It is time for another edition of “Random Samples”–I occasionally get samples from marketing agencies and/or producers, and these can often be grouped together into some sort of over-arching theme: Sauvignon Two Ways, Chardonnay Any Day, If It Doesn’t Sparkle, It Doesn’t Matter. This week, I am focusing on wines that will not set you back too much when it comes time to open the pocket book to pay.
2018 Benziger Family Winery Cabernet Sauvignon, Sonoma County, CA: Retail $20 (often below $16). Under cork. Heavy bottle. 100% Cabernet Sauvignon. When I grab a Cab that comes in under twenty bucks, I am cautious as there are a ton of wines at that price point that are rather, well, regrettable. Not with Benziger, however, as the family has been producing affordable, tasty wines for the better part of four decades. Cab in point (sorry, I really did almost stop myself). Great fruit, surprising acidity, and plenty of depth regardless of price. Very Good. 89 Points.
2019 Domaine Bousquet Cabernet Sauvignon, Tupungato, Argentina: Retail $13. Under screw cap. 100% Cabernet Sauvignon. There is a ton to like concerning what Domaine Bousquet is doing in the Eco Valley. They are farming organically, putting most of their wines under screw cap, and producing high quality wines for really affordable prices. I would argue that the average weight of their bottles has increased a bit, which is a disturbing trend that more people should care about, but… This Cab checks all of the above boxes. Dark (but short of brooding) with great fruit, spice, and earth on the nose, with a palate that is well-balanced and pleasant. No, this will never be confused with a Napa Cab, but it has no desire to be. For around ten bucks? Pretty solid. Very Good. 89 Points.
2018 Domaine Bousquet Gran Malbec, Tupungato, Argentina: Retail $20. Heavy Bottle. Under DIAM5. 85% Malbec, 5% Merlot 5% Syrah 5% Cabernet Sauvignon. Another solid wine from perhaps the leader in quality, yet affordable, organically grown wines from Argentina (but I would like them to use more responsible, i.e., lighter, bottles). Dark, but not exceedingly so, with moderate fruit (cassis, blackberry, plum), a bit of vanilla, and some spice in the glass. The palate is well-balanced with fruit, tartness, spice, and depth. Really nice. Excellent. 90 Points.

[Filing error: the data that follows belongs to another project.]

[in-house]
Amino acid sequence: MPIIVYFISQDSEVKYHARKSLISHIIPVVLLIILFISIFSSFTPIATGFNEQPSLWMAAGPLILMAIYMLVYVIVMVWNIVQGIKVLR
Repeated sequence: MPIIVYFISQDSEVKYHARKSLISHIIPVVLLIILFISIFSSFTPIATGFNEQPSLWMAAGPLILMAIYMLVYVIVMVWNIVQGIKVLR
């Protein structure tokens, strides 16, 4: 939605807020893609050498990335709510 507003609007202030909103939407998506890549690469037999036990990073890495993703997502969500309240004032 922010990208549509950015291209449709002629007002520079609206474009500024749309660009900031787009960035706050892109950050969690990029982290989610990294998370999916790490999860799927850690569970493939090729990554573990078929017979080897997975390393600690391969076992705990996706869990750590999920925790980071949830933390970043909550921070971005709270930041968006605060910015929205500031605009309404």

2021 Domaine Bousquet Sauvignon Blanc, Tupungato, Argentina: Retail $15. Under screw cap. I have been a fan of the wines from Domaine Bousquet from the jump (or at least since I have been receiving their samples) and I really think that the wines are getting better. Perhaps the vines and grapes are happier the more they are farmed organically? That is my story, and I am sticking to it. Light straw with fantastic aromatics of tropical fruit, white flower, salinity, and minerality. The palate is what one looks for in a SB: fruit, tartness, and freshness. It might be a bit short on the finish, but this is really a fantastic wine, particularly given the price. Excellent. 90 Points.
2019 Concha y Toro Cabernet Sauvignon Serie Riberas Gran Reserva Ribera del Tinguiririca, Marchigüe, Colchagua Valley, Chile: Retail $14. 94% Cabernet Sauvignon, 3% Carménère, 3% Syrah. When looking for value, there is perhaps no other wine region that delivers more than Chile. And when it comes to producers? Concho y Toro has to be near the top of the list. Sure, it is a huge (really huge) producer, but the wines are varietally correct, balanced, and tasty. Case in point. This Cab has plenty of smoky Mexican chocolate on the nose with fruit and an herbal quality. The palate is layered with fruit and acidity, making this a fantastic choice for the neighborhood barbecue party where somebody’s cousin Cletus is going to go to town on both the brisket and this wine. Very Good. 88 Points.
2019 Nielson by Byron Chardonnay, Santa Barbara County, CA: Retail $18. Under screw cap. The second label from Byron, a Central Coast stalwart in Santa Barbara County, this Chardonnay has plenty going on with great fruit (pineapple, citrus, green apple), floral notes (hibiscus, orange blossom), and a pretty evident seashell, salinity thing as well. Bright and fruity on the palate, and while some of the wine spent some time in French oak, I would hazard not much of it was new as the oak influence is rather low. It is quite creamy, though, as some of the wine spent time in concrete and I imagine much of it underwent malolactic fermentation. This tasty, affordable wine falls short of the “Big American Chard” profile, but it has many of those characteristics. Very Good. 89 Points.
2020 Old Soul Chardonnay, Lodi, CA: Retail $16. Under Cork. From Oak Ridge Winery, a fifth generation family-owned winery in Lodi, I have to admit I was a bit worried here. Sure, Oak Ridge does a fine job but when I saw the name, “Old Soul”, and the etched bottle with a bare oak(?) tree, I was worried that more money went to the marketing team than to the winemaking. No need to worry (if you like your Chards on the “big” side, that is). This wine spends a bit of time on oak (8 months sur lie in 70% French, 30% American with 100% malolactic fermentation), so there is considerable oaky creaminess going on. There is also fruit: pineapple, pear, white peach, lemon curd, and oodles of vanilla. Again, this is on the big side of the “new wave” of California Chardonnay, but it certainly has its place (and audience). Excellent. 90 Points.